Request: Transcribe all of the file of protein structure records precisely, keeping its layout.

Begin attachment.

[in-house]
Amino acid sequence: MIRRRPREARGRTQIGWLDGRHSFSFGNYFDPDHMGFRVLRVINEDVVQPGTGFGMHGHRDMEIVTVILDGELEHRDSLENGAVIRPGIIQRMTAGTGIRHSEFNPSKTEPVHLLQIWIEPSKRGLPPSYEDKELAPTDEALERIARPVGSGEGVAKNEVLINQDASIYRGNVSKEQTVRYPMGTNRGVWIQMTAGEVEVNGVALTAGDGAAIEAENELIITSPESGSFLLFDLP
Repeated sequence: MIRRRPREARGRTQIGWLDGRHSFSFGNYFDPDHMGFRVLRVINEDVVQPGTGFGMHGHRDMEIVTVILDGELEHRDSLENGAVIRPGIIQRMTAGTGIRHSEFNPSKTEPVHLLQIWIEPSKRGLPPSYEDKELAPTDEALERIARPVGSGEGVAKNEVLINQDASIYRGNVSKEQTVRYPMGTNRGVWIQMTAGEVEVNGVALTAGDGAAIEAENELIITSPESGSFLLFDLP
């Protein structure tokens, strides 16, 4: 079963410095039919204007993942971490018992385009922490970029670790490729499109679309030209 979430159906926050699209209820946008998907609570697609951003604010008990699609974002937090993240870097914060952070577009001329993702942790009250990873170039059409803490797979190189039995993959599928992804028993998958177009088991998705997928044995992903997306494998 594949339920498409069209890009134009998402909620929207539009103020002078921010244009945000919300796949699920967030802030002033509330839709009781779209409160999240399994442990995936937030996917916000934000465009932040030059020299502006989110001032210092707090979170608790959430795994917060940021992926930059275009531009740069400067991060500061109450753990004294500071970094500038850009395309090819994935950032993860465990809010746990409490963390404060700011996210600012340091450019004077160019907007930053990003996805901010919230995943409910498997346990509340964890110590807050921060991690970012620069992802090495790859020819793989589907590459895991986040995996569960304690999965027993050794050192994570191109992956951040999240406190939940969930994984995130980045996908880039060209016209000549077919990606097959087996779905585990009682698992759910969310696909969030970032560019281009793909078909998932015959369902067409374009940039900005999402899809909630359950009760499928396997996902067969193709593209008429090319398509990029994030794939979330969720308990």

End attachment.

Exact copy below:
[in-house]
Amino acid sequence: MIRRRPREARGRTQIGWLDGRHSFSFGNYFDPDHMGFRVLRVINEDVVQPGTGFGMHGHRDMEIVTVILDGELEHRDSLENGAVIRPGIIQRMTAGTGIRHSEFNPSKTEPVHLLQIWIEPSKRGLPPSYEDKELAPTDEALERIARPVGSGEGVAKNEVLINQDASIYRGNVSKEQTVRYPMGTNRGVWIQMTAGEVEVNGVALTAGDGAAIEAENELIITSPESGSFLLFDLP
Repeated sequence: MIRRRPREARGRTQIGWLDGRHSFSFGNYFDPDHMGFRVLRVINEDVVQPGTGFGMHGHRDMEIVTVILDGELEHRDSLENGAVIRPGIIQRMTAGTGIRHSEFNPSKTEPVHLLQIWIEPSKRGLPPSYEDKELAPTDEALERIARPVGSGEGVAKNEVLINQDASIYRGNVSKEQTVRYPMGTNRGVWIQMTAGEVEVNGVALTAGDGAAIEAENELIITSPESGSFLLFDLP
């Protein structure tokens, strides 16, 4: 079963410095039919204007993942971490018992385009922490970029670790490729499109679309030209 979430159906926050699209209820946008998907609570697609951003604010008990699609974002937090993240870097914060952070577009001329993702942790009250990873170039059409803490797979190189039995993959599928992804028993998958177009088991998705997928044995992903997306494998 594949339920498409069209890009134009998402909620929207539009103020002078921010244009945000919300796949699920967030802030002033509330839709009781779209409160999240399994442990995936937030996917916000934000465009932040030059020299502006989110001032210092707090979170608790959430795994917060940021992926930059275009531009740069400067991060500061109450753990004294500071970094500038850009395309090819994935950032993860465990809010746990409490963390404060700011996210600012340091450019004077160019907007930053990003996805901010919230995943409910498997346990509340964890110590807050921060991690970012620069992802090495790859020819793989589907590459895991986040995996569960304690999965027993050794050192994570191109992956951040999240406190939940969930994984995130980045996908880039060209016209000549077919990606097959087996779905585990009682698992759910969310696909969030970032560019281009793909078909998932015959369902067409374009940039900005999402899809909630359950009760499928396997996902067969193709593209008429090319398509990029994030794939979330969720308990």